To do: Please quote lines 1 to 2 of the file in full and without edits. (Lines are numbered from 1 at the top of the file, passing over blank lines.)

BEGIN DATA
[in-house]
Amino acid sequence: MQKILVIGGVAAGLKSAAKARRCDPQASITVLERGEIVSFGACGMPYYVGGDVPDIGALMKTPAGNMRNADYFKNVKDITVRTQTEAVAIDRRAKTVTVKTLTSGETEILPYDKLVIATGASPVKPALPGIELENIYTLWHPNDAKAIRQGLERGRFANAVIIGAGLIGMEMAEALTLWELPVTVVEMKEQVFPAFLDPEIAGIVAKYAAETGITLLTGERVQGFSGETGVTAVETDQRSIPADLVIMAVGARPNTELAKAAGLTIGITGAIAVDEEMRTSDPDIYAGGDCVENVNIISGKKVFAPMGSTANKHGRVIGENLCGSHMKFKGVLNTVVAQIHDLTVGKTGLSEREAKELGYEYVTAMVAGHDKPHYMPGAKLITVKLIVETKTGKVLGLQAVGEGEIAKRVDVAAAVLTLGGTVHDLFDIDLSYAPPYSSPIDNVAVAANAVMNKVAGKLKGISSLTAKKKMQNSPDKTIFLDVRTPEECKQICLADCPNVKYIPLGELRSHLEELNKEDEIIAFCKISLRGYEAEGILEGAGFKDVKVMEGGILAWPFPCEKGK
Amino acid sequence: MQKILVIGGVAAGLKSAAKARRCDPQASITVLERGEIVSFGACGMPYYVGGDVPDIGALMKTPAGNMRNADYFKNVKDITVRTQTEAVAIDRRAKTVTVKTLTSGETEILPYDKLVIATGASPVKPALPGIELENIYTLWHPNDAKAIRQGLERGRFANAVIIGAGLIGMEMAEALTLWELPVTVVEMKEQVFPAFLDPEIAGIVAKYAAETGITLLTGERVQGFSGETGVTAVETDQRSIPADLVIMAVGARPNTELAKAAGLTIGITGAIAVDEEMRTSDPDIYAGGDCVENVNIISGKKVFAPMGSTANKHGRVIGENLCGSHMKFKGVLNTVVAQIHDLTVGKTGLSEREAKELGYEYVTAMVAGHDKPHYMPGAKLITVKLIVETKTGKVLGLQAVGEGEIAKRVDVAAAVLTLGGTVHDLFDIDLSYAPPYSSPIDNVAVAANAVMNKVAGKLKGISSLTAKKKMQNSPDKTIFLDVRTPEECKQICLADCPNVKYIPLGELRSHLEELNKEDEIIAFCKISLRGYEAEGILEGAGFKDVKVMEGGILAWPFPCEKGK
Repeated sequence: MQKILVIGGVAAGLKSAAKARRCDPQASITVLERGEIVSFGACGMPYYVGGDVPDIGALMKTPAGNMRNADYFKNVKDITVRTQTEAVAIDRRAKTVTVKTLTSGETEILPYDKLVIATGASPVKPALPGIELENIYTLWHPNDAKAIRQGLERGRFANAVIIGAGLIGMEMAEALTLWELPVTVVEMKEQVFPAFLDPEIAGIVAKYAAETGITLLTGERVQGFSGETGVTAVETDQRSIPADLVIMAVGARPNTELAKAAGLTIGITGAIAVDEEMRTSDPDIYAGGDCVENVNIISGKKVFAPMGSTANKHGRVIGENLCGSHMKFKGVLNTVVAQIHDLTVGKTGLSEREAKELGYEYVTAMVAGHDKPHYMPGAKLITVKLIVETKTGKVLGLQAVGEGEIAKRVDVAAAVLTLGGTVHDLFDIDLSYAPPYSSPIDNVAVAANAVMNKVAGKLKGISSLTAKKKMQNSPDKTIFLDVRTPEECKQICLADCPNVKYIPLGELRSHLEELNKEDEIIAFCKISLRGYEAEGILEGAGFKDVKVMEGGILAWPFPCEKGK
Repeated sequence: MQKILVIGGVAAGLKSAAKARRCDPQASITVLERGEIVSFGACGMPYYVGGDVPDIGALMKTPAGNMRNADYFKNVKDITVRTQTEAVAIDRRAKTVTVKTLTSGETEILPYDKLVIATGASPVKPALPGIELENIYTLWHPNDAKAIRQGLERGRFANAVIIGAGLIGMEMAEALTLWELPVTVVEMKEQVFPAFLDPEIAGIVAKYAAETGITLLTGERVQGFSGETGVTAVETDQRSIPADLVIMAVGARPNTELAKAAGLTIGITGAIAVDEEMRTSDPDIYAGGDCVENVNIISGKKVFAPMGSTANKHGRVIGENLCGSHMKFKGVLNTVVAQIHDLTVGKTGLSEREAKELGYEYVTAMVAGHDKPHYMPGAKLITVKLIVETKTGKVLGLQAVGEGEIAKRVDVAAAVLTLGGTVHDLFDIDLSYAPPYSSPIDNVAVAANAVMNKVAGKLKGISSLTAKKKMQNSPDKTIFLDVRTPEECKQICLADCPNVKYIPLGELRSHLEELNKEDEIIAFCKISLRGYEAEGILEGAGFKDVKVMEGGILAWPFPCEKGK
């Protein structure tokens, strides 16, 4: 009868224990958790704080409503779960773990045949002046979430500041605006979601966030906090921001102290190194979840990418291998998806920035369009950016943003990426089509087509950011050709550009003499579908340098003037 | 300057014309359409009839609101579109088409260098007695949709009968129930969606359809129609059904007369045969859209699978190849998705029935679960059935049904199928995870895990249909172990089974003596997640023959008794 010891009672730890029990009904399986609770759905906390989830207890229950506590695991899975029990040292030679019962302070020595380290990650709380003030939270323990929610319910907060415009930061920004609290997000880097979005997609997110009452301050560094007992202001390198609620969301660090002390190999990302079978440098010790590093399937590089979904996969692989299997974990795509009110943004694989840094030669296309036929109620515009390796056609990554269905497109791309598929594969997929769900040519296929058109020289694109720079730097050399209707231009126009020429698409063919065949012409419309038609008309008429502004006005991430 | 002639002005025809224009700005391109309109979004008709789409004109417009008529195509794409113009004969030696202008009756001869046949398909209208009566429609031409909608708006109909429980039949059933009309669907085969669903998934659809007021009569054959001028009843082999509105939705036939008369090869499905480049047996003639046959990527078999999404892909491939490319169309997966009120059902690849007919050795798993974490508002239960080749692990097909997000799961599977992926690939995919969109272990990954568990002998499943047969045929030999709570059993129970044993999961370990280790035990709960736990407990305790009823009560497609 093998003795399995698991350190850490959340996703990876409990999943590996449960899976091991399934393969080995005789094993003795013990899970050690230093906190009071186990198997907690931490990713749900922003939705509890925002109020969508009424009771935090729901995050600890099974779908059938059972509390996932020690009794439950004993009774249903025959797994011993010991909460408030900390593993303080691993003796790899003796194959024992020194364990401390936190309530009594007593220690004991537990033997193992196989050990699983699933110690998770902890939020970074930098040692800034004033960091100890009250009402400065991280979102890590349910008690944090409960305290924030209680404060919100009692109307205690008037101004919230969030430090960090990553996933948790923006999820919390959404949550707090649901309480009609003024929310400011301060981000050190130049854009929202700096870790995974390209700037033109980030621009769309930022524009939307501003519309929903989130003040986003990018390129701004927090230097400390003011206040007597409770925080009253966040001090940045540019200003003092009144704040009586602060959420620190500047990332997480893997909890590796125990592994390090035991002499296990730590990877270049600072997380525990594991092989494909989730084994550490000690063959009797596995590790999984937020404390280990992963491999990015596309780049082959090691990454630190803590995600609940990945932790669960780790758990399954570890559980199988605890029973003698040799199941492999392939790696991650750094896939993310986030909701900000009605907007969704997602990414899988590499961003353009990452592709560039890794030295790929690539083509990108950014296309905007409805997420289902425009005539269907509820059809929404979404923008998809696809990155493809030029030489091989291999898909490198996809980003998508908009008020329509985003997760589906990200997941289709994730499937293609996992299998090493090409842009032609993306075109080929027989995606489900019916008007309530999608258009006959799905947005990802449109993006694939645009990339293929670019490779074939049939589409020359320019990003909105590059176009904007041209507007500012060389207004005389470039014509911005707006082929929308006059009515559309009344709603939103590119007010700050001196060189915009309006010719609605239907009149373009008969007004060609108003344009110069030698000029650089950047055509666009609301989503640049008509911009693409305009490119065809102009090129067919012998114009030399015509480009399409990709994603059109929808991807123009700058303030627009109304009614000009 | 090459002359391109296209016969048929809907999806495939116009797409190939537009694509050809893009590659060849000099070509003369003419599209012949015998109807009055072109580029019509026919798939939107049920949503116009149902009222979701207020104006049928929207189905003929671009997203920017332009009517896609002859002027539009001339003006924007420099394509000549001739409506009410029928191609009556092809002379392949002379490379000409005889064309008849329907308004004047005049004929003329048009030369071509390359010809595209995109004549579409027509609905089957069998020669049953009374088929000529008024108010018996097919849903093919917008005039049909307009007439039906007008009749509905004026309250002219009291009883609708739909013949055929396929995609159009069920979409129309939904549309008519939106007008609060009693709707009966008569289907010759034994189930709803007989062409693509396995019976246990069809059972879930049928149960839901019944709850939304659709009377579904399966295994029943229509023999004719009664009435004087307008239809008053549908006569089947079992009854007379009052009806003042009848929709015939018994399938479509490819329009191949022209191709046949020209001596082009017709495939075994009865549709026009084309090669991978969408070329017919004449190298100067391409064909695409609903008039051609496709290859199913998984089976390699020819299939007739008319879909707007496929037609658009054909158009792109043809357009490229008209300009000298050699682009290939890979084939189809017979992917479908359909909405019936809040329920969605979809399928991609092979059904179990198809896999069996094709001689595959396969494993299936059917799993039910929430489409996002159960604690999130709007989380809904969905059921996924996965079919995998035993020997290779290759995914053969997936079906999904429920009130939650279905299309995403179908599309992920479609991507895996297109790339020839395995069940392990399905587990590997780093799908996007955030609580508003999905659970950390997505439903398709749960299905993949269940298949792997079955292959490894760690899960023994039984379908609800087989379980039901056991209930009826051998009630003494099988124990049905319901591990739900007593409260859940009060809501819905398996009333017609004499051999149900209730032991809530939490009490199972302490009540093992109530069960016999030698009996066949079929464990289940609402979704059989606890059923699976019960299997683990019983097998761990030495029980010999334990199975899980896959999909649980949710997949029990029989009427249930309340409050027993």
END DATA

[in-house]
Amino acid sequence: MQKILVIGGVAAGLKSAAKARRCDPQASITVLERGEIVSFGACGMPYYVGGDVPDIGALMKTPAGNMRNADYFKNVKDITVRTQTEAVAIDRRAKTVTVKTLTSGETEILPYDKLVIATGASPVKPALPGIELENIYTLWHPNDAKAIRQGLERGRFANAVIIGAGLIGMEMAEALTLWELPVTVVEMKEQVFPAFLDPEIAGIVAKYAAETGITLLTGERVQGFSGETGVTAVETDQRSIPADLVIMAVGARPNTELAKAAGLTIGITGAIAVDEEMRTSDPDIYAGGDCVENVNIISGKKVFAPMGSTANKHGRVIGENLCGSHMKFKGVLNTVVAQIHDLTVGKTGLSEREAKELGYEYVTAMVAGHDKPHYMPGAKLITVKLIVETKTGKVLGLQAVGEGEIAKRVDVAAAVLTLGGTVHDLFDIDLSYAPPYSSPIDNVAVAANAVMNKVAGKLKGISSLTAKKKMQNSPDKTIFLDVRTPEECKQICLADCPNVKYIPLGELRSHLEELNKEDEIIAFCKISLRGYEAEGILEGAGFKDVKVMEGGILAWPFPCEKGK